Revolution. Sieging and purging. The corporations should separate themselves from hiphop. Or they should just let people that really know hiphop handle it, and get someone to handle the business. The radio should be purged. Do a cleansing, like, all you motherfuckers got to go. Anybody that’s really a part of the real shit, or anybody that’s fair; keep them. But all the people that said fuck hiphop, I’m just playing what I’m told to play, because this is my job – out of there! I don’t mind hearing a Southern song, but I do mind hearing Southern music all fucking day, when I’m from New York. I’m in Sweden now, I want to see Swedish culture. I don’t want to be here and hear all Italian music; I’m going to Italy tomorrow. If you turn on the radio in New York, you hear Southern music all day. I’m from New York, I don’t understand the Southern music, their slang is different from our slang. They’re talking about stuff I don’t know about. And in some of their songs, they’re talking about stupid shit, like lean. That’s a drug. Molly. That’s a drug. It’s like you’re poisoning the youth, you’re brainwashing the youth to use drugs. If you use drugs, that’s your right. We’re adults. But that’s supposed to be talked about behind scenes. You don’t get on a record, like: “Yo! Try molly, it’s the new ecstasy. Try lean.” These are potent drugs. Now you have the young people thinking lean is cool, because the artists they like are doing it, and the radio is playing that shit, so they try it because they think it’s nothing. Lean will kill you quicker than crack. So I don’t like that. There has to be a purge, a revolution. History will show you that in any revolution, one of the main targets is the youth. The Romans and the Greeks started the youth early. A crazy motherfucker like Hitler had the youth corps. I don’t care if you’re a good or a bad person, the youth is important in the movement. That’s how Obama won he last election, because he won over the youth. Clinton won over the youth. Bush didn’t give a fuck about the youth, because he stole his election. When you have the youth behind you, you have a symbolic movement behind you. Once the youth are educated about real hiphop, their perception of the bullshit being played will change. So, I think that’s what has to be done.
Are you optimistic about the present situation?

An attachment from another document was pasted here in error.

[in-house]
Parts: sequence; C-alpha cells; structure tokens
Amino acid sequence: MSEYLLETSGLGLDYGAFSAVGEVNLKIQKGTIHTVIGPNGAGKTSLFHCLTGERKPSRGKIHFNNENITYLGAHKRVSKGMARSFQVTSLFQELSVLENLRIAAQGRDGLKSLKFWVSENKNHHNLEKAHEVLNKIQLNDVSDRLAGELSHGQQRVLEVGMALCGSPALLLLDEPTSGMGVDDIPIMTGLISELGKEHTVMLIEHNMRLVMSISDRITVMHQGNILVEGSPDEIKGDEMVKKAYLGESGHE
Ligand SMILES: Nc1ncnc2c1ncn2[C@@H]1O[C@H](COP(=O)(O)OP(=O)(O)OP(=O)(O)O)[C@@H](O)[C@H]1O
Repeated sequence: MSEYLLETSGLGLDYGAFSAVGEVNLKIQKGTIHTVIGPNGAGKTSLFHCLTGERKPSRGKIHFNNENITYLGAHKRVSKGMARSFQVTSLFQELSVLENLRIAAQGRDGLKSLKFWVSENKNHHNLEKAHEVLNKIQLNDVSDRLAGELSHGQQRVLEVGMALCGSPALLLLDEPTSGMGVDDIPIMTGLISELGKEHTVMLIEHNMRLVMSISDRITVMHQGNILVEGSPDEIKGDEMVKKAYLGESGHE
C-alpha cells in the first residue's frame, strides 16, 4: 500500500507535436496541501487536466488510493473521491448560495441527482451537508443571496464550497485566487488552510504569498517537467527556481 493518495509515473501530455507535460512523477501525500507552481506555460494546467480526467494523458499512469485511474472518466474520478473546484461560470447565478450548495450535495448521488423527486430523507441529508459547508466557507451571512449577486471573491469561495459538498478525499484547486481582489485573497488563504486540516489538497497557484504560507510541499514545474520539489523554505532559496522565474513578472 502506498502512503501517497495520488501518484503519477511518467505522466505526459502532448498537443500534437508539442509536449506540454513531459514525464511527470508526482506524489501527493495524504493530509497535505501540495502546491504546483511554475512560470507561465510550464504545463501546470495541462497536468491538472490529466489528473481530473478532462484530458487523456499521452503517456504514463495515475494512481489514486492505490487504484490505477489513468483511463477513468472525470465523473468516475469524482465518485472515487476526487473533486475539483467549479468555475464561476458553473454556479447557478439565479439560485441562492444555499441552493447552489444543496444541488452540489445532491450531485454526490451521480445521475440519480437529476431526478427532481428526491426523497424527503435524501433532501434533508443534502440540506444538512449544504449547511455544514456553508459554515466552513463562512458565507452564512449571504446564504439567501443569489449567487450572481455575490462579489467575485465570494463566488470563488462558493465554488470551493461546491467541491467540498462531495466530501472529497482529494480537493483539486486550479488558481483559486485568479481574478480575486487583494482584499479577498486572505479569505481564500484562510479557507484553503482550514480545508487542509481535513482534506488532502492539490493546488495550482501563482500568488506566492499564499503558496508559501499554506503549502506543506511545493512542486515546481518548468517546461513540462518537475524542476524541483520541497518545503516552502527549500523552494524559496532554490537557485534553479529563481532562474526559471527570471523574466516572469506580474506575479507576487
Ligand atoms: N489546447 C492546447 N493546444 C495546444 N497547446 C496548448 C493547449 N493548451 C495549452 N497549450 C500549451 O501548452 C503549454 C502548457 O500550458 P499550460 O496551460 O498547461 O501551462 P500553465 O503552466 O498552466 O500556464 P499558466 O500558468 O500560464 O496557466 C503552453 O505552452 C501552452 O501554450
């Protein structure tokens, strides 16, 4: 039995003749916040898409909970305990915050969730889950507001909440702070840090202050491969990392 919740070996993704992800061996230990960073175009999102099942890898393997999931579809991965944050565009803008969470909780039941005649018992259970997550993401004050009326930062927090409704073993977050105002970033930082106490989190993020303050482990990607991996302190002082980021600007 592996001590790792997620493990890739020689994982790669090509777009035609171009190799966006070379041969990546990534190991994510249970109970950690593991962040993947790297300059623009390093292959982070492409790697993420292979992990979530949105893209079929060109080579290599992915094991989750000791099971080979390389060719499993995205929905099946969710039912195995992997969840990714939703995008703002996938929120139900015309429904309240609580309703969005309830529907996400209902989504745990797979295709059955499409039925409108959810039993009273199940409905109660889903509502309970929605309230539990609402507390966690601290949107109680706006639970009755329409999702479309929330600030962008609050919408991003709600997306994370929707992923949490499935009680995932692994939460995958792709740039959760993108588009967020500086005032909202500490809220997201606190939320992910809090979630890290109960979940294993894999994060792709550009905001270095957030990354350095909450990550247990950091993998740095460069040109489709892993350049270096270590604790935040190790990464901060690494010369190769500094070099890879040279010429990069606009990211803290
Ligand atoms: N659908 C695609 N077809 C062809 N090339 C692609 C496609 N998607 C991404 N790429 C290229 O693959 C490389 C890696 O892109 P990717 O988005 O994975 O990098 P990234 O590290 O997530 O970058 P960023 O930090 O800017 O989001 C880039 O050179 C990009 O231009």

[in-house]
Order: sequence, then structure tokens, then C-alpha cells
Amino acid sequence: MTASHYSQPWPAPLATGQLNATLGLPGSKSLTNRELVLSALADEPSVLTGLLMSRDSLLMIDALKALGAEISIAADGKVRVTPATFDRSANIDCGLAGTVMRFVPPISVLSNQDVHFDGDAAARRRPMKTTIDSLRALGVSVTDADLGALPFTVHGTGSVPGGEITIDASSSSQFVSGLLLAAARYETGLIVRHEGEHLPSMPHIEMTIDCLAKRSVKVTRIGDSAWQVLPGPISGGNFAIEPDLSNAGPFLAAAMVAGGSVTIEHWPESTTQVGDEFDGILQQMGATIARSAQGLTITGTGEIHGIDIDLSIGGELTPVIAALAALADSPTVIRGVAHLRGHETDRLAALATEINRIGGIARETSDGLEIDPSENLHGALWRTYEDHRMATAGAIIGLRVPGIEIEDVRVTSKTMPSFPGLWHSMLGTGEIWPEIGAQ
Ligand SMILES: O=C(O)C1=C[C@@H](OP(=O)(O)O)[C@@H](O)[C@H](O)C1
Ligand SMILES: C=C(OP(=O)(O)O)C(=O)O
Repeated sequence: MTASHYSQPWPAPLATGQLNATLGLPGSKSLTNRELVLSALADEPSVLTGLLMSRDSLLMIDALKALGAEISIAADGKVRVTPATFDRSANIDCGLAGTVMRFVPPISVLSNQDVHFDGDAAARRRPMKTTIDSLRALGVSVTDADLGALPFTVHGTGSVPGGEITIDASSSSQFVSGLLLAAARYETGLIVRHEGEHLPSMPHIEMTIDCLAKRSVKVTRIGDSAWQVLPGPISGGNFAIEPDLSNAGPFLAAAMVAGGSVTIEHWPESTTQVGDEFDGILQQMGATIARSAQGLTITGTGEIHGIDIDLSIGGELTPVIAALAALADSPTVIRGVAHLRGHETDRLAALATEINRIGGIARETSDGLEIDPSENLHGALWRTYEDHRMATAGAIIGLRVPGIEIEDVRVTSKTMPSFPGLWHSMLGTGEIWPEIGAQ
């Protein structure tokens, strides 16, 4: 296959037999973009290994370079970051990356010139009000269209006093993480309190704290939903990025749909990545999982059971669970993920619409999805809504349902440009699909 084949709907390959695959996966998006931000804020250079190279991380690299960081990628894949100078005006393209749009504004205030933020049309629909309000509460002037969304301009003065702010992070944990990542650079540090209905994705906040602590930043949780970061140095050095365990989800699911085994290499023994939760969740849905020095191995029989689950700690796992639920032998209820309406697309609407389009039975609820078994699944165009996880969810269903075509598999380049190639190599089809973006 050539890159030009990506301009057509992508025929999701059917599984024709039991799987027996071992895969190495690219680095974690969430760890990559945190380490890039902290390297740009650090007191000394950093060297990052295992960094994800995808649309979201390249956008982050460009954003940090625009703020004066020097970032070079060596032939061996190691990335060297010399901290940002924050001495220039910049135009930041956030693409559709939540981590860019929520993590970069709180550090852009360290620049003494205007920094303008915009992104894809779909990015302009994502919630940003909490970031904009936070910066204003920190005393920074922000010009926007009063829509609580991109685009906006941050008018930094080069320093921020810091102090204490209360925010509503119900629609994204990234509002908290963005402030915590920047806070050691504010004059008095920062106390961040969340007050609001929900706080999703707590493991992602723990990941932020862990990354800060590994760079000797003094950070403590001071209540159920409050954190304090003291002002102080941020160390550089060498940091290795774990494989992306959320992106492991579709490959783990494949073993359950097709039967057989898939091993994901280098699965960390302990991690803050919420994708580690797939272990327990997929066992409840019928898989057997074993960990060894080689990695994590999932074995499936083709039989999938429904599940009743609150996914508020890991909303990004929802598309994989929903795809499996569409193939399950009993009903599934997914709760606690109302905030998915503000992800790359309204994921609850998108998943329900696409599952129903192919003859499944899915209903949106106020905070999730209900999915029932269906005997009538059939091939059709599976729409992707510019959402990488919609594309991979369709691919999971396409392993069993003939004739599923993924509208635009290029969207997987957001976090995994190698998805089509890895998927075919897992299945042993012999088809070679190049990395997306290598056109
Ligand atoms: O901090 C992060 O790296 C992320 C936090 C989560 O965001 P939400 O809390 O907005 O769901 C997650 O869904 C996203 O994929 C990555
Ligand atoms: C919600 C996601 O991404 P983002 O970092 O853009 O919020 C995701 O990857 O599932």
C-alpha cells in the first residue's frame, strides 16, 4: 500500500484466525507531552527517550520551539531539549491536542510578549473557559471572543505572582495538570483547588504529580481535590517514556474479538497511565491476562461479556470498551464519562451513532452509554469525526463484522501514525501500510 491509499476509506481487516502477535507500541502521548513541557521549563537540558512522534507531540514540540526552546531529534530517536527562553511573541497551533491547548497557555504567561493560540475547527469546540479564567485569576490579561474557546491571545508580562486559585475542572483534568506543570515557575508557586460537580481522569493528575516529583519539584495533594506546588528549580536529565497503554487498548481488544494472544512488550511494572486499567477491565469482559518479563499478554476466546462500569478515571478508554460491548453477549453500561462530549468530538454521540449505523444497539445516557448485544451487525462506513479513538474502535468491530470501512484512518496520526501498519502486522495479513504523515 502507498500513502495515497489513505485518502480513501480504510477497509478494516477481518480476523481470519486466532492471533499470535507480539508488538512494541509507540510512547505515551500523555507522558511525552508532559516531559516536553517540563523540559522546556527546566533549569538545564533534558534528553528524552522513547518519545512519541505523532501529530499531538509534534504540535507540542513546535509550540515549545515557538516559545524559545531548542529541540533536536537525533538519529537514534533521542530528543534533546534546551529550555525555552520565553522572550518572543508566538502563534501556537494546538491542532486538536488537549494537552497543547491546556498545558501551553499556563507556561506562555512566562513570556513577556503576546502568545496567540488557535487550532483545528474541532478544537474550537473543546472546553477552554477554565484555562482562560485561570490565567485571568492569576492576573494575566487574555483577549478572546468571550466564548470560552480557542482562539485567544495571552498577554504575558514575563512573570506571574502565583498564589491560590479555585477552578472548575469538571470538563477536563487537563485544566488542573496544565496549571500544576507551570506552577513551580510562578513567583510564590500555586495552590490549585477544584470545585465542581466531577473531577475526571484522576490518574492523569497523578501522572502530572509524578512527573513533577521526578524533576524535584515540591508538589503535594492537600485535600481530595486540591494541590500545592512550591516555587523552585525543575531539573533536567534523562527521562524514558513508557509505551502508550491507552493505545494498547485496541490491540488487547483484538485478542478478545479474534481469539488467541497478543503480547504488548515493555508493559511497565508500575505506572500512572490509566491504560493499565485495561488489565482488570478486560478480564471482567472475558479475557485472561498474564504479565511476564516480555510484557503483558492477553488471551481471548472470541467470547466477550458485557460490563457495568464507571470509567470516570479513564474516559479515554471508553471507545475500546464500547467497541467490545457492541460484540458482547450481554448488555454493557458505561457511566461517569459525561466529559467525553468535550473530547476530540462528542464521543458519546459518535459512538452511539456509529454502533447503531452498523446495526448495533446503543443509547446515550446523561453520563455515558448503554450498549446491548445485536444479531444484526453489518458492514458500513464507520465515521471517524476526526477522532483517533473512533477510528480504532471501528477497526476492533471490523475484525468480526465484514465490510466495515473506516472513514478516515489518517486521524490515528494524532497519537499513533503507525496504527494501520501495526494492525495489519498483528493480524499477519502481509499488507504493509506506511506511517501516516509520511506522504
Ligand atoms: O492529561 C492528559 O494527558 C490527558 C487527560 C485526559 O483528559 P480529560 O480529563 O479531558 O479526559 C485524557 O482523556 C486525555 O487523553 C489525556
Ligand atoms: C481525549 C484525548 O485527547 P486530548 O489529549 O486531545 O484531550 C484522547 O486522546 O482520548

I’m optimistic because right now they have the shit called “The New Nineties”, where they try to go back to real hiphop. There are a lot of new artists really trying to go back to lyrics. For them to do that, it means they will have to study the prolific artists. I think those artists will try to leave their finger prints on the game, and that’s going to help with the bullshit. But a lot of artists that were there in the nineties are like: “Fuck that, we’re still breathing”. O.C. just put out a new project with Apollo Brown that people are loving. When I see that, it brings a smile to my face. I know Bumpy Knuckles just did something with Primo. Pete Rock did something recently with Smiff-N-Wessun. When you have people that represent the real eras coming back in different forms and fashions and making a standpoint, it makes you proud. I think it’s going to come back. Everything happens in cycles anyway.
In an inteview with you and Tragedy Khadafi you mentioned that each borough in New York used to have their unique style. Do you see that coming back?
No, no. That’s dead. The young people are followers. It’s no more of that, no more originality in every borough. That’s gone. Rap has become a business more than a culture. You see a video, you see your favourite artist wearing something, now you want that. But the thing that you’re not seeing is that before that video comes on that artist has a stylist. The stylist goes to big companies. So these companies are indoctrinating you to buy their shit. When you see an artist wearing something in the video that you like, he might not have bought that. That might not be how he dresses. That’s how he was styled. That stylist got paid. The company got paid, because you’re buying their shit. At the end of the day, the consumer is the only one dishing out, and gaining nothing. Originality comes from within. When I was growing up, Air Force Ones were called uptowns, because people Uptown – Manhattan and Harlem – was wearing them. People in Jamaica, Queens wore Adidas, the Shell Toes. RUN DMC. There was a time when nobody was wearing them shits no more. So when you saw someone with Shell Toe Adidas, you knew he was from Jamaica, Queens. If you saw someone wit Carharrt, you knew he was from Jamaica, Queens. If you saw someone with FILA at a certain time; Brooklyn, more than likely. Each place had their own shit. Bronx was big on Nikes. When you saw someone with Wallabee Clarks he was from Brooklyn, or Jamaican. People had different styles and different slang. Now everybody does the same shit. Polo’s hot, so everybody wants to wear Polo. Polo was some big Brooklyn shit. Everybody used to wear Polo, but after a while you knew that certain people were from Brooklyn if they wore Polo, or they was down with the Lo-Lifes. Tommy Hilfiger was some Brooklyn shit. Now everybody wears Nike Fomposites in New York. Those are so big. People stand out on a line for hours, waiting for the sneakers to come out. Everybody wears Fomposites, everybody tries to wear Polo. It’s the same shit, like a bunch of robots.